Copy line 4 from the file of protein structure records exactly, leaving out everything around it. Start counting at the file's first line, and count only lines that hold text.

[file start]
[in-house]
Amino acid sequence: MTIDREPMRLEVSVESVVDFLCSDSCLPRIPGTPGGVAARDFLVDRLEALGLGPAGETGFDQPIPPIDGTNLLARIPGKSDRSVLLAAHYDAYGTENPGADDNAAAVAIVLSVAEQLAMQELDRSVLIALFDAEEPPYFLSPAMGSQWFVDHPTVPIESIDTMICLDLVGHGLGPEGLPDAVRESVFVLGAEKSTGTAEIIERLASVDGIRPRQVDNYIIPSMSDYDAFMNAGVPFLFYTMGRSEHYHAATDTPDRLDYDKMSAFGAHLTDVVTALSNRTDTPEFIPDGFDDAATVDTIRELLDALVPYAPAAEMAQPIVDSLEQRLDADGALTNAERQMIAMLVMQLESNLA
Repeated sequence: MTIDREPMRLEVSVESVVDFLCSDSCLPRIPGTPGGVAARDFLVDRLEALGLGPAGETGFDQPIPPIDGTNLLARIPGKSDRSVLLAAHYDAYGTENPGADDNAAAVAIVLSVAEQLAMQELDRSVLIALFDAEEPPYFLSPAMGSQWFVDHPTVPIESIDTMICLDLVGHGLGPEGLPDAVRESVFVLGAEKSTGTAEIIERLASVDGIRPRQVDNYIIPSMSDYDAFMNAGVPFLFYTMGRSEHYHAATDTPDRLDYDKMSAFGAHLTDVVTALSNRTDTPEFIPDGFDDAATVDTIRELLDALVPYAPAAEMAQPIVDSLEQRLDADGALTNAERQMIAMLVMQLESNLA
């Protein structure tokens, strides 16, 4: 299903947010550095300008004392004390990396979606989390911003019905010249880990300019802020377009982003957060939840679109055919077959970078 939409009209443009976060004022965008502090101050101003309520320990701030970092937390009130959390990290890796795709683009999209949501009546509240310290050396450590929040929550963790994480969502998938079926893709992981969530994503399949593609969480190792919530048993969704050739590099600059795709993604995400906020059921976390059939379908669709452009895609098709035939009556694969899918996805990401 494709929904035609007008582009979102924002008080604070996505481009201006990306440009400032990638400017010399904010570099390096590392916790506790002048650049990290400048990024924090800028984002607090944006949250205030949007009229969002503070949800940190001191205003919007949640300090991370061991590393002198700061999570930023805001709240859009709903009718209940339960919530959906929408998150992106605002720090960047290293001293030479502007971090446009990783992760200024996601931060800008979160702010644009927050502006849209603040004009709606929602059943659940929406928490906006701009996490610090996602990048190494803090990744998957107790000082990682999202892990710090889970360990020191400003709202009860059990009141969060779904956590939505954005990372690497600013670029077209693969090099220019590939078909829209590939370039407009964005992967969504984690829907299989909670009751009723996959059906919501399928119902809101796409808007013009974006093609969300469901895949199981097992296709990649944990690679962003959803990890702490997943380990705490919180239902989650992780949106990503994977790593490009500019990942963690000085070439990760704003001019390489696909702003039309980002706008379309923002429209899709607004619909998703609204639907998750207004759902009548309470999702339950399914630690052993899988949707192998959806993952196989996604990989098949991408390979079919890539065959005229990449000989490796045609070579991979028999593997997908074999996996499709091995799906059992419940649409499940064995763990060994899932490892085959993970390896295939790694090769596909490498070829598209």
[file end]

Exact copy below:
């Protein structure tokens, strides 16, 4: 299903947010550095300008004392004390990396979606989390911003019905010249880990300019802020377009982003957060939840679109055919077959970078 939409009209443009976060004022965008502090101050101003309520320990701030970092937390009130959390990290890796795709683009999209949501009546509240310290050396450590929040929550963790994480969502998938079926893709992981969530994503399949593609969480190792919530048993969704050739590099600059795709993604995400906020059921976390059939379908669709452009895609098709035939009556694969899918996805990401 494709929904035609007008582009979102924002008080604070996505481009201006990306440009400032990638400017010399904010570099390096590392916790506790002048650049990290400048990024924090800028984002607090944006949250205030949007009229969002503070949800940190001191205003919007949640300090991370061991590393002198700061999570930023805001709240859009709903009718209940339960919530959906929408998150992106605002720090960047290293001293030479502007971090446009990783992760200024996601931060800008979160702010644009927050502006849209603040004009709606929602059943659940929406928490906006701009996490610090996602990048190494803090990744998957107790000082990682999202892990710090889970360990020191400003709202009860059990009141969060779904956590939505954005990372690497600013670029077209693969090099220019590939078909829209590939370039407009964005992967969504984690829907299989909670009751009723996959059906919501399928119902809101796409808007013009974006093609969300469901895949199981097992296709990649944990690679962003959803990890702490997943380990705490919180239902989650992780949106990503994977790593490009500019990942963690000085070439990760704003001019390489696909702003039309980002706008379309923002429209899709607004619909998703609204639907998750207004759902009548309470999702339950399914630690052993899988949707192998959806993952196989996604990989098949991408390979079919890539065959005229990449000989490796045609070579991979028999593997997908074999996996499709091995799906059992419940649409499940064995763990060994899932490892085959993970390896295939790694090769596909490498070829598209």